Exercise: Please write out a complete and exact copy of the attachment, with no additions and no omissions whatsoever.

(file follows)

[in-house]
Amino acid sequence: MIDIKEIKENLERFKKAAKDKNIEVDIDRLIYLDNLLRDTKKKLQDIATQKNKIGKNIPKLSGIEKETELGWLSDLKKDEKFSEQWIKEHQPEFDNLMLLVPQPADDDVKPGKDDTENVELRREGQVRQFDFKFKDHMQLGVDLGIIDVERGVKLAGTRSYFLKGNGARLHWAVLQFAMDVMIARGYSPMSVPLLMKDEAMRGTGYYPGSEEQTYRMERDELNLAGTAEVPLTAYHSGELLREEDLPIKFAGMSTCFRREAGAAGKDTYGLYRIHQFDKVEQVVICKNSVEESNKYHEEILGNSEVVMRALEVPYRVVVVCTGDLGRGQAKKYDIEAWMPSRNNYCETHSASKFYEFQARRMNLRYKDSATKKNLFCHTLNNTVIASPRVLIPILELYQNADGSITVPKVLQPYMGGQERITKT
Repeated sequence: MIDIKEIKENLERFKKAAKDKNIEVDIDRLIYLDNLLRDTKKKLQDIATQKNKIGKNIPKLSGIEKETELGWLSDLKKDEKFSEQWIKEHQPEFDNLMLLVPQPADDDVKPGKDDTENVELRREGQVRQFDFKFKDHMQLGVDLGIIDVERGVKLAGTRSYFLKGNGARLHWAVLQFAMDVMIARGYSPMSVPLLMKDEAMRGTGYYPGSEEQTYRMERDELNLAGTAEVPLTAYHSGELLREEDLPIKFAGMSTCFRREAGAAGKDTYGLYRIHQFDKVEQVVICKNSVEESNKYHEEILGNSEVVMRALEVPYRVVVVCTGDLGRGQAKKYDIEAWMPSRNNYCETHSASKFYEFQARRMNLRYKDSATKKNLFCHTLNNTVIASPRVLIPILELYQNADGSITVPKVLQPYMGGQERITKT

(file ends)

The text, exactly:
[in-house]
Amino acid sequence: MIDIKEIKENLERFKKAAKDKNIEVDIDRLIYLDNLLRDTKKKLQDIATQKNKIGKNIPKLSGIEKETELGWLSDLKKDEKFSEQWIKEHQPEFDNLMLLVPQPADDDVKPGKDDTENVELRREGQVRQFDFKFKDHMQLGVDLGIIDVERGVKLAGTRSYFLKGNGARLHWAVLQFAMDVMIARGYSPMSVPLLMKDEAMRGTGYYPGSEEQTYRMERDELNLAGTAEVPLTAYHSGELLREEDLPIKFAGMSTCFRREAGAAGKDTYGLYRIHQFDKVEQVVICKNSVEESNKYHEEILGNSEVVMRALEVPYRVVVVCTGDLGRGQAKKYDIEAWMPSRNNYCETHSASKFYEFQARRMNLRYKDSATKKNLFCHTLNNTVIASPRVLIPILELYQNADGSITVPKVLQPYMGGQERITKT
Repeated sequence: MIDIKEIKENLERFKKAAKDKNIEVDIDRLIYLDNLLRDTKKKLQDIATQKNKIGKNIPKLSGIEKETELGWLSDLKKDEKFSEQWIKEHQPEFDNLMLLVPQPADDDVKPGKDDTENVELRREGQVRQFDFKFKDHMQLGVDLGIIDVERGVKLAGTRSYFLKGNGARLHWAVLQFAMDVMIARGYSPMSVPLLMKDEAMRGTGYYPGSEEQTYRMERDELNLAGTAEVPLTAYHSGELLREEDLPIKFAGMSTCFRREAGAAGKDTYGLYRIHQFDKVEQVVICKNSVEESNKYHEEILGNSEVVMRALEVPYRVVVVCTGDLGRGQAKKYDIEAWMPSRNNYCETHSASKFYEFQARRMNLRYKDSATKKNLFCHTLNNTVIASPRVLIPILELYQNADGSITVPKVLQPYMGGQERITKT